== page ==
January 09, 2011
Area(s) of Interest: Health Care Reform
The Centers for Medicare & Medicaid Services recently released a revised 2011 physician fee schedule. The 2.2 percent update that took effect on June 1, 2010, was the starting point for the 2011 payment update. The Medicare and Medicaid Extenders Act of 2010, signed by President Obama in December, established a payment update for 2011 of 0 percent, which means that the 2.2 percent update from last June continues throughout 2011. This payment update replaces the 25 percent pay cut that otherwise would have been imposed due to the sustainable growth rate (SGR) formula.
Although the physician payment rates are not being cut, the final rule included a reweighting of practice expense Relative Value Units (RVU), malpractice RVUs and work RVUs. Other modifications that affect payment are relative values for services that were identified as misvalued, updated data being used in the geographic practices cost indices and multiple procedure payment reductions for therapy and imaging services.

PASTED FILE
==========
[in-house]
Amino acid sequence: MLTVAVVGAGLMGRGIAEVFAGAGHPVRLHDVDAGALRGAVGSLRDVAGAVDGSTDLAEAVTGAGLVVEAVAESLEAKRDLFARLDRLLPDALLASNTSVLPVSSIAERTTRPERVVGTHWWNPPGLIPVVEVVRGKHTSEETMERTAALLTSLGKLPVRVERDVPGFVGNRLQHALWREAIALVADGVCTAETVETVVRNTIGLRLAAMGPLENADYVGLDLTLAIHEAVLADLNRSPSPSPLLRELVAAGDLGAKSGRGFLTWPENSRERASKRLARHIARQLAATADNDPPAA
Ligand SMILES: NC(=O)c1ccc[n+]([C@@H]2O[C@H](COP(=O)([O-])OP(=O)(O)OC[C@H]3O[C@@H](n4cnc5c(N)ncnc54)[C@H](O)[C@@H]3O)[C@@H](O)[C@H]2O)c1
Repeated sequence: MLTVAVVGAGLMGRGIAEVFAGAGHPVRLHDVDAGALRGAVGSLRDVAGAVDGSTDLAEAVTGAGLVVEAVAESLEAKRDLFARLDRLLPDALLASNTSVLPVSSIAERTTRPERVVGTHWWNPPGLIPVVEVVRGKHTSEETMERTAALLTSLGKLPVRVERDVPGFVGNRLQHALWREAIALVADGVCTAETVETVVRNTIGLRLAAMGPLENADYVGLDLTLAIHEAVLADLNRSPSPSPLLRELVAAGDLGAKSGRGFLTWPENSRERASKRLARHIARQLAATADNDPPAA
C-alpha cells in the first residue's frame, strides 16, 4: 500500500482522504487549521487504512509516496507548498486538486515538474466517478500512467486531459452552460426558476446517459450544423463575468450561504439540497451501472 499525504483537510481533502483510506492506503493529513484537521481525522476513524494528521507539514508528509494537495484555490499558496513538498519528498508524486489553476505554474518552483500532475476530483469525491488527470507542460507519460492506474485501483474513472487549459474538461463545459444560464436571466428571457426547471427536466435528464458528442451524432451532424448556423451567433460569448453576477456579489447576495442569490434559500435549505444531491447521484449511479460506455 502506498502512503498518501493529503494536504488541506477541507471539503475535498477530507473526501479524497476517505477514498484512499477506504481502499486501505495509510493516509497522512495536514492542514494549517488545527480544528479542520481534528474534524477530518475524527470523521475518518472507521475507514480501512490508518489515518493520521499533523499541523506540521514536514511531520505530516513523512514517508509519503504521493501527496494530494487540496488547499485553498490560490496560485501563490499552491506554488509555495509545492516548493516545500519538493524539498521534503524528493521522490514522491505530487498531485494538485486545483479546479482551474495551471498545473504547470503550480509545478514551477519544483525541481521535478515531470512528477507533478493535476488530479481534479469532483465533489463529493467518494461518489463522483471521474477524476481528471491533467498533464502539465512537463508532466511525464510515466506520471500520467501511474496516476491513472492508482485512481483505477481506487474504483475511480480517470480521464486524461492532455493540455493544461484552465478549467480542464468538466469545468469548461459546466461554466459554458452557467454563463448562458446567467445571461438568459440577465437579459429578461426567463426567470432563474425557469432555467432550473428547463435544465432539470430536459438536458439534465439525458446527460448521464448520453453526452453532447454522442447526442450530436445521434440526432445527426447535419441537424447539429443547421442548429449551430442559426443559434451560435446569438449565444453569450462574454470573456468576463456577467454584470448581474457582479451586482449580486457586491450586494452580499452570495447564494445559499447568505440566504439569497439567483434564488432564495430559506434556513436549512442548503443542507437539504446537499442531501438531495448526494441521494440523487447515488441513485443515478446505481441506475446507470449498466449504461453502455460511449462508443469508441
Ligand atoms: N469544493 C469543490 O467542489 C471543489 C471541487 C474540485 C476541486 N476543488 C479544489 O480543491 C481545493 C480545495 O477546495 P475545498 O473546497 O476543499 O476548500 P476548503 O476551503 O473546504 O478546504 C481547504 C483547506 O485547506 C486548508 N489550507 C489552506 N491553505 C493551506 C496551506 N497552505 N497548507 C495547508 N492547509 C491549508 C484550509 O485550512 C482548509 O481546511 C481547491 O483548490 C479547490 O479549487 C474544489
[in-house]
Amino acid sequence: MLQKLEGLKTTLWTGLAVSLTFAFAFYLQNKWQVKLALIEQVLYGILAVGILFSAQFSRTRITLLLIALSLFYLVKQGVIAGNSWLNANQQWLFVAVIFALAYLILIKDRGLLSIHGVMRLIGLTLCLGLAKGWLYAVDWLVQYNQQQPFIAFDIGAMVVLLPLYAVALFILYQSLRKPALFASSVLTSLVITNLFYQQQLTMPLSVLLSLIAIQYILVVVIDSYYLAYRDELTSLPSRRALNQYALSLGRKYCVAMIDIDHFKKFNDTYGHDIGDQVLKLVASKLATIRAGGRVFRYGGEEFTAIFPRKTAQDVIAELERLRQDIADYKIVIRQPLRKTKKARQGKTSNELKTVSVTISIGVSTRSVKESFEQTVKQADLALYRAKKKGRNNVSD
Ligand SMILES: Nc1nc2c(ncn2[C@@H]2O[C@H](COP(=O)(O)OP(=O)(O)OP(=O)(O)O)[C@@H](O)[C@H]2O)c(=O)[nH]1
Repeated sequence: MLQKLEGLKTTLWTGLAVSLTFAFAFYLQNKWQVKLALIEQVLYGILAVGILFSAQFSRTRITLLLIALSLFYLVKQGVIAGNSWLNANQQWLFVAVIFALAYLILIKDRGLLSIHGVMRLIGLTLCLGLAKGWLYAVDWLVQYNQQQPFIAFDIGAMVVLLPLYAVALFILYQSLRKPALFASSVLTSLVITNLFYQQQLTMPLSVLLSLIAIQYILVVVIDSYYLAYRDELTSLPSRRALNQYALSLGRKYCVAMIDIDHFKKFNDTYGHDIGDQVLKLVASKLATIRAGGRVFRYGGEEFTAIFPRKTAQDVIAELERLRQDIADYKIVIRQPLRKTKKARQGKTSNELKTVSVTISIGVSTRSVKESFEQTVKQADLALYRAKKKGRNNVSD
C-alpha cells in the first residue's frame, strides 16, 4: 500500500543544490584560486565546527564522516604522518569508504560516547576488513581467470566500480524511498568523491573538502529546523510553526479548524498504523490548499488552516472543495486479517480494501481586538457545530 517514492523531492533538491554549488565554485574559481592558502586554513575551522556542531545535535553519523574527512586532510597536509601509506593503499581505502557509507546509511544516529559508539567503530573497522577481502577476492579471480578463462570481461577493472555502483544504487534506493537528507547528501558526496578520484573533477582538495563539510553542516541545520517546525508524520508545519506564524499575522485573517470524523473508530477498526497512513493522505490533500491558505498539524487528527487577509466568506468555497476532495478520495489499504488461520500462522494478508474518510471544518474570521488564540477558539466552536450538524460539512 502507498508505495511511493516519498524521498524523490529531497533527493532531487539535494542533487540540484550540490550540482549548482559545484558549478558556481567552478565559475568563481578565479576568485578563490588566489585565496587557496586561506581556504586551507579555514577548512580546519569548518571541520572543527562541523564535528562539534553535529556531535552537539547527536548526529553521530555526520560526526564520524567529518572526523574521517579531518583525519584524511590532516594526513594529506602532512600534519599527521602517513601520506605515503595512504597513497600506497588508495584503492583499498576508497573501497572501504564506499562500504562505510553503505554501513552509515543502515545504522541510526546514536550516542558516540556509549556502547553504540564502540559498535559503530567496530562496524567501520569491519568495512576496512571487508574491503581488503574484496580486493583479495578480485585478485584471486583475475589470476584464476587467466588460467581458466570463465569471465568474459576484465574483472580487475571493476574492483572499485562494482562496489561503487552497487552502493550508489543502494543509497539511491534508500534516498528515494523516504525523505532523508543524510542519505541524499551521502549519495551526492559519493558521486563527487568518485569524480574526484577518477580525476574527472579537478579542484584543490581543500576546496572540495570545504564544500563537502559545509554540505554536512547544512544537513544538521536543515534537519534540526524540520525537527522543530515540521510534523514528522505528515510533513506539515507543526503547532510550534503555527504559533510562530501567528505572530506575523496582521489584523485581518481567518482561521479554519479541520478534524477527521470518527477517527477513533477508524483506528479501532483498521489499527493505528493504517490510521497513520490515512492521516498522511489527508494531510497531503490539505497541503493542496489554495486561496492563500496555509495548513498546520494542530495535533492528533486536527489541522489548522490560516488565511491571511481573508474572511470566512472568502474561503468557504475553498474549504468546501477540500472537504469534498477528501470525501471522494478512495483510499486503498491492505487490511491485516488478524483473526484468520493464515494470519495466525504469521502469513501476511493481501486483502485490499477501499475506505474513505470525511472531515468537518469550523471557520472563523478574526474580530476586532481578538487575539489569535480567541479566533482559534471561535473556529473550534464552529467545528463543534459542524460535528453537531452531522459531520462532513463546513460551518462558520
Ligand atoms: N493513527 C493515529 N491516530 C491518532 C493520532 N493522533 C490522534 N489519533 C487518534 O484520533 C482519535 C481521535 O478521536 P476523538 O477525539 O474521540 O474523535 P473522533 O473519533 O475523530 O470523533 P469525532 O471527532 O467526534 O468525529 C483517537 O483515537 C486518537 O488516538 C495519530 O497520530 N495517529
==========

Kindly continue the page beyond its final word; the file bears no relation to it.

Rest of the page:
in order to maintain budget neutrality, the numerical value of the conversion factor was set to $33.9764.
These changes may affect the payment physicians will see for 2011, and may result in increases or decreases to individual codes. Some specialties may see more of an impact, as reflected in the impact table
from the 2011 final rule.
Physicians are encouraged to use the California Medical Association's Financial Impact Worksheet
to determine the impact the RVU
and other factors will have on your practice. Medicare fee schedules for 2010 and 2011 are posted on Palmetto GBA
's website and can be used for the calculations.
Additional information about these changes is explained in a Centers for Medicare and Medicaid Services transmittal sent to contractors
along with the updated files.
CMA is pleased that Congress acted to stop the devastating 25-percent payment cut that physicians faced on Jan. 1, and is exploring a long-term fix to the flawed SGR formula. CMA thanks all county medical societies and physicians for their advocacy to stop the payment cuts.